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The transition matrix is $$P =\begin{bmatrix} \frac12 & \frac12 & 0 & 0 \\ \frac12 & \frac12 & 0 & 0 \\ 0 & 0 & \frac13 & \frac23 \\ 0 & 0 & \frac13 & \frac23\end{bmatrix}$$

Now the question is how can I find all equilibrium distribution of this chain. I have got $2$ which are $(0.5, 0.5, 0, 0)$ and $(0, 0, \frac13, \frac23)$

In order to find the other equilibrium distribution I tried $wP = w$ and I got $5$ equation upon which solving them I got $w_1=w_2, w_2=w_2, w_4 = 2w_3$ and $w_3=w_3$, so I conclude that any probability vector of form $(a , a, b, 1-2a-b)(a,b \in \mathbb{R})$ can be equilibrium distribution but when I tried with few numbers for $a$ and $b$ it not giving me the same probability vector that I started with.

I can't see what I am doing wrong

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3 Answers 3

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Due to the sum to one criterion and $w_4=2w_3,$ the $a$ and $b$ also has to be chosen to satisfy this condition:

$$1-2a-b=2b$$

I think you miss out this condition, that is knowing $a$ would completely determine $b$. Also, we need each component to be nonnegative.

To recover your first solution, you can let $a=\frac12, b=0$.

To get your second solution, you can let $a=0,b=\frac13 $.

The general solution is the convex hull of the solution for each of the classes.

$$\alpha \left(\frac12, \frac12, 0, 0\right) + (1-\alpha)\left( 0,0, \frac13, \frac23\right)$$

where $0 \le \alpha \le 1$.

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  • $\begingroup$ Can you please explain how you got the final convex solution? $\endgroup$
    – bluelagoon
    Commented Oct 22, 2020 at 15:29
  • $\begingroup$ I know the theoretical result before hand. But if you wish to derive it, first, express $b$ in terms of $a$ and then you study the range of $a$ to make each component nonnegative. $\endgroup$ Commented Oct 22, 2020 at 15:36
  • $\begingroup$ I tried doing that and I got (a a (1-2a)/3 (2-4a)/3 ) where 0 ≤ a ≤ 1/2, is it correct? $\endgroup$
    – bluelagoon
    Commented Oct 22, 2020 at 22:51
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    $\begingroup$ Let $a=\frac12 \theta$ and our solution is the same. Just use convex combination in the future, it's much faster :). $\endgroup$ Commented Oct 23, 2020 at 1:49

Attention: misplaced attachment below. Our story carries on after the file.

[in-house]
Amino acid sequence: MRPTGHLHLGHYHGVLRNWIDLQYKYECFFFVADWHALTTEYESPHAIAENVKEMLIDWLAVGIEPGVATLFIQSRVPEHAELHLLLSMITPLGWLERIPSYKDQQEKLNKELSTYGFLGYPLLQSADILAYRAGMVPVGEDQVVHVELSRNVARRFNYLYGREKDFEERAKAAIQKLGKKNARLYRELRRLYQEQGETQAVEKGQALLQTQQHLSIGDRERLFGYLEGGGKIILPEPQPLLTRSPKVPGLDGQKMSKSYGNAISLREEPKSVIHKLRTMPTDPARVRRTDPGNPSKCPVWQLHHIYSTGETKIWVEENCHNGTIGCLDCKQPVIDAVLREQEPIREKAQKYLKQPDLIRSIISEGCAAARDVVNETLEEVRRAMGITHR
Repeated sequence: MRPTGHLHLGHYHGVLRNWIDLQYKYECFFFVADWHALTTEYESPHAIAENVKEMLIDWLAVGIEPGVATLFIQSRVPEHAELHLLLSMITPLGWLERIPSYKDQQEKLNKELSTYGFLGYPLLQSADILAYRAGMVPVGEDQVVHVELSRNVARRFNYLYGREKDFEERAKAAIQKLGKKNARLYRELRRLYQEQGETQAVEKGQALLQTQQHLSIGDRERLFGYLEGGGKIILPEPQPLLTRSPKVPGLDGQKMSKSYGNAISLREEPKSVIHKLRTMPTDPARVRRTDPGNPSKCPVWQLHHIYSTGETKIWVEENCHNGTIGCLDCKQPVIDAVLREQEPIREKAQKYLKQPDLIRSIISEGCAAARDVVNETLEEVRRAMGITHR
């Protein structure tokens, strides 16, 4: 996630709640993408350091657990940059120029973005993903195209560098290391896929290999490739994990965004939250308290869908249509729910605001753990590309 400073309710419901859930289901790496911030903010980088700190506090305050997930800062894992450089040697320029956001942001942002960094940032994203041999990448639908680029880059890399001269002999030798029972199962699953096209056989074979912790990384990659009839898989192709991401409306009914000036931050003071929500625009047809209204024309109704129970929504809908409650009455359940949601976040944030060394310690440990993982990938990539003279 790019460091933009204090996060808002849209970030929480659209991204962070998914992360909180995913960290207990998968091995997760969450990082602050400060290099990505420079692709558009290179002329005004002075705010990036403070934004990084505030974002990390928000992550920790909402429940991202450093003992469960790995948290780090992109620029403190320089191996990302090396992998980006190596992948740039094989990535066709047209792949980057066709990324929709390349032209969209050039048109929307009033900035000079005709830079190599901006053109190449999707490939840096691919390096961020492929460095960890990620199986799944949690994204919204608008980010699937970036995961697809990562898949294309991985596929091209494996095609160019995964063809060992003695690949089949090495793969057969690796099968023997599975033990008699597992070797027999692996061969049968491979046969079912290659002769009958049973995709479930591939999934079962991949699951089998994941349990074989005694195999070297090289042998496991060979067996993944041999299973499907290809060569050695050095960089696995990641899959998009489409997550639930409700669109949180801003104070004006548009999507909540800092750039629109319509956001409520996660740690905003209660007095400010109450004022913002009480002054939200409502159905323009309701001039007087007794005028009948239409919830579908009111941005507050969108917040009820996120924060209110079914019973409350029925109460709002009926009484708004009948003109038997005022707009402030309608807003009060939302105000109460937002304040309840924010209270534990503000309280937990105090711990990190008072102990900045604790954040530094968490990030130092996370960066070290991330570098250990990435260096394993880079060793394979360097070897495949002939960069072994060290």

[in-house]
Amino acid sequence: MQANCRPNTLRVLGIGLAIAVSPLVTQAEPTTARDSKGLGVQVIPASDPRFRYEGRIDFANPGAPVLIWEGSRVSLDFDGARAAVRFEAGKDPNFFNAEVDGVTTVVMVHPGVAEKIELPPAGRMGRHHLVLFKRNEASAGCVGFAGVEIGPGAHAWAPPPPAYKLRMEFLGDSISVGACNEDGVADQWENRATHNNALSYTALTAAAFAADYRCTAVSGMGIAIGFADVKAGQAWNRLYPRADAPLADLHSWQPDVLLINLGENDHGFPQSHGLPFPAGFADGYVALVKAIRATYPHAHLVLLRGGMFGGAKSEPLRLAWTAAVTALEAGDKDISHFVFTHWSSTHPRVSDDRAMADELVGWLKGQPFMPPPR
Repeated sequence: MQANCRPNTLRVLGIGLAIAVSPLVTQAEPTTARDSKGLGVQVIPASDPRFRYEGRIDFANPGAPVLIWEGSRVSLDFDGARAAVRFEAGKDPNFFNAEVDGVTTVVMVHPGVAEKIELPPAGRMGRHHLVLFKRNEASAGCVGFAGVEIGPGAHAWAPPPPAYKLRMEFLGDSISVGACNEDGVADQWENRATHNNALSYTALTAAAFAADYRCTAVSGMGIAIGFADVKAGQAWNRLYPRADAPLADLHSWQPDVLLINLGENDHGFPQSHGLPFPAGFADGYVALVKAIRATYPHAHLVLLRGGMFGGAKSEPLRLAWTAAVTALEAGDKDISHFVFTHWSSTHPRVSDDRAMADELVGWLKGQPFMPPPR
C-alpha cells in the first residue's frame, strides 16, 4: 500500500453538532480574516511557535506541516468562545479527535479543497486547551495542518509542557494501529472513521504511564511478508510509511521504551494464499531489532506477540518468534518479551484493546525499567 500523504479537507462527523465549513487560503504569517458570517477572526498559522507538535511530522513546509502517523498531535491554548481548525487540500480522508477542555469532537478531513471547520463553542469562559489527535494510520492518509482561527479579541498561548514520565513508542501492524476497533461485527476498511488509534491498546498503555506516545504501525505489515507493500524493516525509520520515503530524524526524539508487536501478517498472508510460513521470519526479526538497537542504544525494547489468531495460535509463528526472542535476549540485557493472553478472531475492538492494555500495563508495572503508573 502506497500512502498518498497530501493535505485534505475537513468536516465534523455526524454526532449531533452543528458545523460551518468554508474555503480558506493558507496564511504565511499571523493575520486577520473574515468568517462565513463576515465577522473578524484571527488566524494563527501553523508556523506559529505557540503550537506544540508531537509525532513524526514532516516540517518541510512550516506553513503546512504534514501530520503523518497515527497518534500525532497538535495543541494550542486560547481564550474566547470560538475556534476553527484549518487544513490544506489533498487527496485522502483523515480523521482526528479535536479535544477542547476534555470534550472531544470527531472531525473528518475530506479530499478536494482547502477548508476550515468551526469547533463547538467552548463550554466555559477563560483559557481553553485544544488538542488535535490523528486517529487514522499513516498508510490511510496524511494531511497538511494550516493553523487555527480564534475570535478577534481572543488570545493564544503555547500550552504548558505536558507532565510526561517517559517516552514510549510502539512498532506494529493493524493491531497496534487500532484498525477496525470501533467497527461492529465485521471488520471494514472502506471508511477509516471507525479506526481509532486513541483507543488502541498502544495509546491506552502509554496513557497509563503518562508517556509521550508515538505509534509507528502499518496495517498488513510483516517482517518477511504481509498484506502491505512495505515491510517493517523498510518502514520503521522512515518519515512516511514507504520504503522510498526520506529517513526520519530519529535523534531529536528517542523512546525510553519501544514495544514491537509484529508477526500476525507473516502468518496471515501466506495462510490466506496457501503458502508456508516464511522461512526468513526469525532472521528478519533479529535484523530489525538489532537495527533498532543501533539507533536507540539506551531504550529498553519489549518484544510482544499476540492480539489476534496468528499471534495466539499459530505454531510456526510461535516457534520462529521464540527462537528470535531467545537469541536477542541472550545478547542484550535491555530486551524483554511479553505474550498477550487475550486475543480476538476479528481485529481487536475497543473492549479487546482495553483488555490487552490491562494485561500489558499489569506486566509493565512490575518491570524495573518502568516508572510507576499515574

• $\begingroup$ @user295357 your solution can be expressed in the form given in the answer with $\alpha=\frac{2}{5}$, $\frac{2}{5}(1/2,1/2,0,0)+\frac{3}{5}(0,0,1/3,2/3)$ $\endgroup$
    – Tyberius
    Commented Oct 23, 2020 at 18:06
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This Markov Chain is not irreducible and is therefore not ergodic. That is the reason why there is no unique equilibrium distribution. More specifically: nonergodicity entails that the equilibrium distribution depends on the distribution of the initial state $X_0$ of this chain. This chain has two irreducible classes, {1,2} consisting of states 1 and 2, and {3,4} consisting of states 3 and 4. In the answer of @Siong Thye Goh, the parameter $\alpha$ has a precise interpretation, namely: $$ \alpha = \text{Prob}[X_0 \in \{1,2\}] $$

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    $\begingroup$ I don't think that this answers the question. OP already knows the invariant distribution is not unique. $\endgroup$ Commented Oct 23, 2020 at 11:12
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We have 3 restricting conditions on $w_{1}$, $w_{2}$, $w_{3}$ and $w_{4}$: (1) $w_{1}=w_{2}$, (2) $w_{4}=2w_{3}$, and (3) $w_{1}+w_{2}+w_{3}+w_{4}=1$. The general solution of (1) is $[w_{1},w_{2}] = w_{1}\times[1,1]$. The general solution of (2) is $[w_{3},w_{4}] = w_{3}\times[1,2]$. Finally from (3), we have $w_{1}+w_{2}+w_{3}+w_{4}=2w_{1} + 3w_{3}=1$. This last equation,

$2w_{1} + 3w_{3}=1$,

gives the general solution. To satisfy this equation, obviously, $w_{1}\leq1/2$ and $w_{3}\leq1/3$. For example, $w_{1}=1/4$ and $w_{3}=1/6$.

Therefore, $w_{1}$ and $w_{3}$ can be expressed as $w_{1}=1/2\times \alpha$ and $w_{3}=1/3 \times \beta$ respectively, where $0\leq\alpha\leq1$ and $0\leq\beta \leq1$. Substituting to above equation, we get $\beta = 1-\alpha$.

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